The morning was refreshing as our Thursday Birder’s caravan drove past the Jemez Pueblo and through the Ponderosa Valley. We were glad we had gotten an early start. Our first stop was at the riparian habitat surrounding the reservoir just beyond Ponderosa. Violet-green Swallows coursed over the low water in the reservoir trying to catch the few mosquitoes that were still about. As we headed on the path, a Western Wood Pewee sat perched on a bare branch. In the distance we could hear the trill of a Canyon Wren. It had a halting quality to it. “It must be a juvenile who is practicing its call,” Rebecca quipped.
The bushes were full of birds. A female Western Tanager was foraging on berries. As we watched we spotted four different kinds of warblers – Yellow-rumped, Virginia’s Black-throated Gray and Yellow. I kept hoping for a MacGillvray’s, but none appeared. Chipping Sparrows and Least Goldfinches were fitting amongst the willows and sunflower plants.
“I see the wren,” Gale said. A Canyon Wren was perched on top of a large boulder, and then flew off to the rocks on the hillside. Almost immediately, a Rock Wren appeared. We watched it bobbing around on the ground, its pale feathers contrasting with the red soil.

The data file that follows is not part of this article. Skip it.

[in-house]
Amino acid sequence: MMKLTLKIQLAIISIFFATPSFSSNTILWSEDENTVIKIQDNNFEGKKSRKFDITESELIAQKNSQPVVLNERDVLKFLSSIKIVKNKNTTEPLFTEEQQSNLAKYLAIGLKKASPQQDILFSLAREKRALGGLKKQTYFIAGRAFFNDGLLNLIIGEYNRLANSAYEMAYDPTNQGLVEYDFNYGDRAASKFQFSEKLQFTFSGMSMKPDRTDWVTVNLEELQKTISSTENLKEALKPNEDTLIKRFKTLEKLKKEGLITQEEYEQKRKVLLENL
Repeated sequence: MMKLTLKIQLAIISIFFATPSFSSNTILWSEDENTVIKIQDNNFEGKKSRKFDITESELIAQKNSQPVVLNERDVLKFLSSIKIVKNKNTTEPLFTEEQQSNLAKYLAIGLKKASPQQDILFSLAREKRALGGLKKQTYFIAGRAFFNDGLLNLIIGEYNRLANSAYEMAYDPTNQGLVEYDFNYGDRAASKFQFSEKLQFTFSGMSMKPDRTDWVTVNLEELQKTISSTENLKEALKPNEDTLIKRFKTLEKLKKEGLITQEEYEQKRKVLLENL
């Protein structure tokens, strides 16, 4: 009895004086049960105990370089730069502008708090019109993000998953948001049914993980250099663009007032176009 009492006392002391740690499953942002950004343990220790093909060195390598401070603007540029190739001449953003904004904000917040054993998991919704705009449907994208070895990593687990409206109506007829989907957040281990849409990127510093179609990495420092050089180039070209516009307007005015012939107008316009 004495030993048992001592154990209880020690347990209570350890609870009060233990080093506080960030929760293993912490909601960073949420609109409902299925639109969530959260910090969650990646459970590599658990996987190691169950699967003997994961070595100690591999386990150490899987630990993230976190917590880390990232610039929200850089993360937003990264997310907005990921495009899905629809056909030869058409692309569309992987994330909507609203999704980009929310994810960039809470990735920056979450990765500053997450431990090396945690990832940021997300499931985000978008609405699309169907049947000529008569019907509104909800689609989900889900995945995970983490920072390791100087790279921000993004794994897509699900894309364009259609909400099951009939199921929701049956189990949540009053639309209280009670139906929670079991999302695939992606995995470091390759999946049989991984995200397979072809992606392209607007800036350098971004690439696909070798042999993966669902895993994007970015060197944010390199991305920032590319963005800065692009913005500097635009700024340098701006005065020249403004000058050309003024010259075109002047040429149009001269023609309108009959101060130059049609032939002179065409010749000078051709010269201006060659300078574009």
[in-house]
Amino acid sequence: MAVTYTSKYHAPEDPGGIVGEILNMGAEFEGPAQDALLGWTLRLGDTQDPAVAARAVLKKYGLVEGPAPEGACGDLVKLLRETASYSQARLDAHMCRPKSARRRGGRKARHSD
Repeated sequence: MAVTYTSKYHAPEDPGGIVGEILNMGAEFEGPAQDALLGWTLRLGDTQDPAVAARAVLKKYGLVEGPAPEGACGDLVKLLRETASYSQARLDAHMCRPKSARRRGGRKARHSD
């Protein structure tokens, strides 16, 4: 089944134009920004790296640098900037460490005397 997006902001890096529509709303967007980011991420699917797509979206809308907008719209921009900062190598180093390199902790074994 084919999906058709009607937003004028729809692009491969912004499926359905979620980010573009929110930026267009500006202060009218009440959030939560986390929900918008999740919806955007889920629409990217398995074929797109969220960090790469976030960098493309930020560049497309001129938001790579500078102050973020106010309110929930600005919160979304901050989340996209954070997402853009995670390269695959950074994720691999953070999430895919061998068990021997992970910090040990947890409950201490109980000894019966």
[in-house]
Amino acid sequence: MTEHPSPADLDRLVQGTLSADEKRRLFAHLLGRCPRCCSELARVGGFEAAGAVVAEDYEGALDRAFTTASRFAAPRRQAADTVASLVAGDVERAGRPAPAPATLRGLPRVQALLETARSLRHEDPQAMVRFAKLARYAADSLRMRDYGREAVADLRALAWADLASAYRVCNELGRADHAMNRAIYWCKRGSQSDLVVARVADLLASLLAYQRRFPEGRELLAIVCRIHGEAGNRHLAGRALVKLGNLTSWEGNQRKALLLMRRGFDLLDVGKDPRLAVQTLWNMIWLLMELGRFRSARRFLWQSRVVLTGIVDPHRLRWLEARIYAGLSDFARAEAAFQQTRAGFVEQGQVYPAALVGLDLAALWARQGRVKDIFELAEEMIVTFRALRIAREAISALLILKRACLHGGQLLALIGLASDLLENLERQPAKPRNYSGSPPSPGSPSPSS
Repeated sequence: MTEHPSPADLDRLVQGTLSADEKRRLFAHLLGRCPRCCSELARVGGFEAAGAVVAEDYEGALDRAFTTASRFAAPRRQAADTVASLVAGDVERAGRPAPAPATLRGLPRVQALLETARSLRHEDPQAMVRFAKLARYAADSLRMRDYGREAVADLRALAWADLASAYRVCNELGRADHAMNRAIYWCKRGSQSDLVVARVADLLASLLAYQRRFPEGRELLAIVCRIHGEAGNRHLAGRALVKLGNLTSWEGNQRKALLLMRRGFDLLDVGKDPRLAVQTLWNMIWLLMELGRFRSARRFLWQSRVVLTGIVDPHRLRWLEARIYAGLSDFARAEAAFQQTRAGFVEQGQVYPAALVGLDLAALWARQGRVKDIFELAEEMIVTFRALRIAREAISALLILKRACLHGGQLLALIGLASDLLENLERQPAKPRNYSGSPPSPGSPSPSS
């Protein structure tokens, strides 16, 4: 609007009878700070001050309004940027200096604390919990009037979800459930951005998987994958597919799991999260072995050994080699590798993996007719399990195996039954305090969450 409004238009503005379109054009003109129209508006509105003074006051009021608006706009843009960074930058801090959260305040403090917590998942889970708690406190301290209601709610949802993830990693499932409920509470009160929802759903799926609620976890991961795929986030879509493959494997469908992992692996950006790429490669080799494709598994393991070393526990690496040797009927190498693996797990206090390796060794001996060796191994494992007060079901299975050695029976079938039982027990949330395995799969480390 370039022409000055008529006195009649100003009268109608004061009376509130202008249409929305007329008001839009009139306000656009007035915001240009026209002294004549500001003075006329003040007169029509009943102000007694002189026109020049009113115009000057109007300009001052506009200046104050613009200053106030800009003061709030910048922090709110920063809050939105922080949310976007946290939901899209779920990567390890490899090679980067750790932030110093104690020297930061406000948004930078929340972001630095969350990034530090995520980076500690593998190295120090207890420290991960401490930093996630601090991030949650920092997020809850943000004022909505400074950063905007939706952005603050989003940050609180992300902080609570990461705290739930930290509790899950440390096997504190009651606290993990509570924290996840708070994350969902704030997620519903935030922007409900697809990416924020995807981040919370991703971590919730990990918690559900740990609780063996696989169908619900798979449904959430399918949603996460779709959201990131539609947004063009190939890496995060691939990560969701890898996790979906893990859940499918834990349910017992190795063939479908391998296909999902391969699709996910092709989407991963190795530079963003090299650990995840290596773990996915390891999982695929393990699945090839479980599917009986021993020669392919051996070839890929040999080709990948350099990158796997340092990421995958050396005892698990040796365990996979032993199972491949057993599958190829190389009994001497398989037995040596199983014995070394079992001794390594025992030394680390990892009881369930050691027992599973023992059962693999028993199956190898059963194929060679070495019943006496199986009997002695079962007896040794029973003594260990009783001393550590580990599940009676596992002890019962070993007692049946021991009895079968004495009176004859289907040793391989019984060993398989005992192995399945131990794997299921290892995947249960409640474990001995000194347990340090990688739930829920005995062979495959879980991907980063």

“That layered hill over there is the Bandelier Tuff,” Larry gestured. “It was created from volcanic ash when the Valles caldera was formed.”
Two of the group caught sight of a Lazuli Bunting. A Blue-gray Gnatcatcher mewed from the hillside.
As we headed up the hill along side of the reservoir, we watched a Great Blue Heron staring stoically at the water. All of a sudden it darted into action, grabbed a large fish, positioned it, and then it let slide down its throat. A few minutes later, it took off, no longer hungry. A number of frogs sat on the mud eating insects and two Spotted Sandpipers in fall plumage foraged on the far shore.
Next we headed further up the road to the Paliza Campground where we enjoyed watching Western Blue Birds. In addition to White-breasted Nuthatches, the trees were alive with Pygmy Nuthatches. Stellar’s and Scrub Jays called from the Ponderosa Pines.
As we were sitting eating our lunches, there was a hoarse call. “A Clark’s Nutcracker,” Boyce announced. We figured the ‘camp robber’ was attracted to our picnic. It kept coming closer until we all got a good look.
Before we left, we enjoyed watching a Hairy Woodpecker fly between the pines. When we tallied up the birds, there were 45 different species!